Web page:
With so many business books on the market, how can you decipher between dead air and dead-on? We asked five gym owners to share their trusted tomes they used for building their cheer businesses. Check out our list to find one that will work for you.
The Ultimate Athletics Gems program first launched in October 2008 and is now in its seventh season. Both cheer and dance are offered for the gym’s 45 special needs athletes, along with the opportunity to compete at Cheersport and perform at local exhibitions. CheerProfessional spoke with gym owner Craig El about the growth of their program and his advice for others looking to follow suit.
You know the ones: those gyms who have instantly recognizable logos, unmistakable choreography and/or a name that’s known all over the cheer world. Many of the most successful gyms in the industry get there by cultivating a strong brand that suits their product perfectly. To find out how to build a massively effective brand, we spoke with three gyms who’ve done just that: Maryland Twisters, California All Stars and Top Gun. See our second installment with Tannaz Emamjomeh of California All Stars!
“Begin at the beginning”—a simple concept, but one that works well for coach Jodi Kandl in her work with the all-star cheer teams at Cheergyms.com, including its special needs team, Sparkle. “Every athlete that walks in the gym learns differently, whether they are on the special needs team or not,” says Jodi Kandl.
They say when one door closes, another one opens. In Jessica Moltisanti’s case, the 2009 economic downturn and her husband’s sudden unemployment was just the catalyst Moltisanti needed to open the doors at Zone Cheer All Stars. Since then, Zone has grown from one team of 16 athletes to nine teams with more than 300 athletes. Despite such a meteoric rise, however, Moltisanti never wavered from her commitment to a powerful trifecta: dedication to the sport, an educator’s background and a fierce, former cheerleader’s spirit. Learn more about this rising cheer entrepreneur in our candid Q&A.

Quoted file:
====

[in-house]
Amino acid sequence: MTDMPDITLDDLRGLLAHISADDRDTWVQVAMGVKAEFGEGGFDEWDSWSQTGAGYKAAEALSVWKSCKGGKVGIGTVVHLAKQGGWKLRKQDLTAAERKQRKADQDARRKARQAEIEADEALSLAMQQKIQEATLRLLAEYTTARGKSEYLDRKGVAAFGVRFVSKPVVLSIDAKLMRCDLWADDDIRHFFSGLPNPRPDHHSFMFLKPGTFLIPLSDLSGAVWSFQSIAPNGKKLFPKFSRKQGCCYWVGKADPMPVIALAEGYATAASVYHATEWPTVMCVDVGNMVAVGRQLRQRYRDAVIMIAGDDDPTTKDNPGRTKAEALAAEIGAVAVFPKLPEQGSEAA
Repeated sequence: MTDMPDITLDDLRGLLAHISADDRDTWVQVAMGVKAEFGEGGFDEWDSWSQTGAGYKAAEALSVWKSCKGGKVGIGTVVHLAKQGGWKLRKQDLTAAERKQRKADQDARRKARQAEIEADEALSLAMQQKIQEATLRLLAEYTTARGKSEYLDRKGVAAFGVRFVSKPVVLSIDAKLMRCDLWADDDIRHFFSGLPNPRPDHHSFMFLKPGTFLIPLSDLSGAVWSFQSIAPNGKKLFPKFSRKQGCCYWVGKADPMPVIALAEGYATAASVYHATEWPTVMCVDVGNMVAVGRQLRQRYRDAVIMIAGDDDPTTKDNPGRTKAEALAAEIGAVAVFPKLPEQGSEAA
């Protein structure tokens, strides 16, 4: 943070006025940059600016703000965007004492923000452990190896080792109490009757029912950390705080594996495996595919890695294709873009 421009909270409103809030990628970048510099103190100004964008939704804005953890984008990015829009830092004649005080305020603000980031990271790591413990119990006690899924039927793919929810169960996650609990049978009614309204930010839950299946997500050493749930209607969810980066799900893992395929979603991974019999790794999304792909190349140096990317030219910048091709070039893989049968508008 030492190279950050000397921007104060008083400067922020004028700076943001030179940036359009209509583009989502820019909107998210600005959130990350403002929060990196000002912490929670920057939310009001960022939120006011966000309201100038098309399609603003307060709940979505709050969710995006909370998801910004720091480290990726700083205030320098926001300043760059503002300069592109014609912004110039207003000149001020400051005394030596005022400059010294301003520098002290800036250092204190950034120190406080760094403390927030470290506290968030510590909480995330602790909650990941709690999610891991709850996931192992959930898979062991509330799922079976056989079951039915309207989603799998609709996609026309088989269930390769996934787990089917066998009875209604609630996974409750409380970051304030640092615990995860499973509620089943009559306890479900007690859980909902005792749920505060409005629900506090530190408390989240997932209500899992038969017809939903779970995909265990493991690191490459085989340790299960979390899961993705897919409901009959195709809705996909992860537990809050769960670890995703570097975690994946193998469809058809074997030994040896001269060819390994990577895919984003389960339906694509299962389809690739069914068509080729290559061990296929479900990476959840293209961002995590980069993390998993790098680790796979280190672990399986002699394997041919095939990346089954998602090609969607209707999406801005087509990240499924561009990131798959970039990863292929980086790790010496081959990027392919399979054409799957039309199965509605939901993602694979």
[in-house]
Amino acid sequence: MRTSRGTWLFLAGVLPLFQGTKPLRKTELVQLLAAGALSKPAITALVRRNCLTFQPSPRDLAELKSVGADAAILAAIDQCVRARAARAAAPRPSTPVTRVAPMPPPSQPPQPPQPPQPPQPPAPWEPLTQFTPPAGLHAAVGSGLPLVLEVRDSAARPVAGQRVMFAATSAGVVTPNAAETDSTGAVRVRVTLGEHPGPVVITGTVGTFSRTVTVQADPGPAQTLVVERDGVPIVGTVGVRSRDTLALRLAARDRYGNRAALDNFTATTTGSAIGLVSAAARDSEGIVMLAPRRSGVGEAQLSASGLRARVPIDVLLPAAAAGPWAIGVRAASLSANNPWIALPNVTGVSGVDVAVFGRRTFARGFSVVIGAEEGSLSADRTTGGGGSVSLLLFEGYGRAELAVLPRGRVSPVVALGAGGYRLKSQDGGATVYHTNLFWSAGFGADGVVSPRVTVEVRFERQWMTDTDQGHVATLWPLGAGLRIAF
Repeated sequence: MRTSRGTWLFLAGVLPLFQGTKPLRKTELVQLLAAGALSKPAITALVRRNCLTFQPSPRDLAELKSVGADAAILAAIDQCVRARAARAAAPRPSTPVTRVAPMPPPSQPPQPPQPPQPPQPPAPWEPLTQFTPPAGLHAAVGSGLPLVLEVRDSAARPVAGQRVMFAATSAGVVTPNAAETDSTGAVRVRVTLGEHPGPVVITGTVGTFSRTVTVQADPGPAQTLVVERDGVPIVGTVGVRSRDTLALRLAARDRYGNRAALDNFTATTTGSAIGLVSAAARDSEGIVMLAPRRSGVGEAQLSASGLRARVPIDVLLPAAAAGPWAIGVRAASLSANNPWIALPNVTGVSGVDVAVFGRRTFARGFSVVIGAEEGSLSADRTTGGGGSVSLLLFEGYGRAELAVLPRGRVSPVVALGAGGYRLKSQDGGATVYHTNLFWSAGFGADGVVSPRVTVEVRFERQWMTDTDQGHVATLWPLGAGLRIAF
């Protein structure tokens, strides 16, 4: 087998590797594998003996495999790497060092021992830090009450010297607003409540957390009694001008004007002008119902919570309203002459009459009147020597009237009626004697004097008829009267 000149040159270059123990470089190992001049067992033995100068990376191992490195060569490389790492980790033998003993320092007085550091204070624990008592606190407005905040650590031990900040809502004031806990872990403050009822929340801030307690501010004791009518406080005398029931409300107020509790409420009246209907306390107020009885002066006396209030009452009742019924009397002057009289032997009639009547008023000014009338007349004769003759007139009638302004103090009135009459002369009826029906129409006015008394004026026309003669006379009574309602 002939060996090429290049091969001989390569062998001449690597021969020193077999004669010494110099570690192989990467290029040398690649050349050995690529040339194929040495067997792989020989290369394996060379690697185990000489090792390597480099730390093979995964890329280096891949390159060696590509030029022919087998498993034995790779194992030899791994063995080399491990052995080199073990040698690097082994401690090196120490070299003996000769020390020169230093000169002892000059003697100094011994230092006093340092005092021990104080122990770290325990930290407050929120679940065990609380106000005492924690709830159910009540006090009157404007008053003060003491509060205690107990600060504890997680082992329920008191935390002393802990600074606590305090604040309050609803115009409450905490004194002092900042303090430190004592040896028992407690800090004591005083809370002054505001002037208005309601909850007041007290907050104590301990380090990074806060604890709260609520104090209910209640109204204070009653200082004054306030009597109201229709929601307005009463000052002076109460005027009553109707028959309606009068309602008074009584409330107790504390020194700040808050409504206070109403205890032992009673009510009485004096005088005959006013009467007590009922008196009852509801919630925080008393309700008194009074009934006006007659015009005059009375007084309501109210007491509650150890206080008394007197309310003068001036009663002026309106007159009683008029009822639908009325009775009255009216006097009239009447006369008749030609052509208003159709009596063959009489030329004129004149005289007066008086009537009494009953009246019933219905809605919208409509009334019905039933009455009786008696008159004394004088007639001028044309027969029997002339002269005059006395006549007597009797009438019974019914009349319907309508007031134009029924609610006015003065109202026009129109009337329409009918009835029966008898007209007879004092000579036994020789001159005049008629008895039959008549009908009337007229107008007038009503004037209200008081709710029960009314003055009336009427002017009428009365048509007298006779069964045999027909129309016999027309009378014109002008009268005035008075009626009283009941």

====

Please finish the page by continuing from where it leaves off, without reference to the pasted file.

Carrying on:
Late uniform delivery, missing music, and flaky vendors, oh my! If any of this sounds familiar, you’re not alone. Choosing a qualified vendor for uniforms, music or choreography can be a lot like speed dating—there is much information to process in a short amount of time and, even if you are hopeful about the relationship more »
You know the ones: those gyms who have instantly recognizable logos, unmistakable choreography and/or a name that’s known all over the cheer world. Many of the most successful gyms in the industry get there by cultivating a strong brand that suits their product perfectly. To find out how to build a massively effective brand, we spoke with three gyms who’ve done just that: Maryland Twisters, California All-Stars and Top Gun. See our first installment with Tara Cain of Maryland Twisters!
As The Summit heads into its third year and large-scale end-of-year events continue to trend throughout the industry, gym owners and coaches are reflecting on its impact. Some gym owners have felt a ripple effect from this rising tide, saying that parents and lower-level athletes are now laser-focused on getting bids to the Summit—but not everyone views this development as a positive one. So what’s the true impact? We spoke with Bravo All Stars owner Adriane Callahan and Cheer Extreme Allstars owner Courtney Smith-Pope to explore various perspectives.
Kathy Penree still vividly remembers the life-changing conversation she and her longtime friend Elaine Pascale had back in 1996. Both former cheerleaders, she and Pascale were chatting about the business of all-star cheerleading, as well as their love of coaching. World Cup All Stars owner Pascale saw the writing on the wall—and suggested that Penree more »
When CheerForce owner, Becky Herrera, logged onto the ASGA Facebook page this fall, she discovered a plethora of posts about a company that was using existing cheer logos to make doll clothes without the gyms’ permissions. This was familiar territory for Herrera, who’d previously discovered the CheerForce logo being used on bows and other apparel—without more »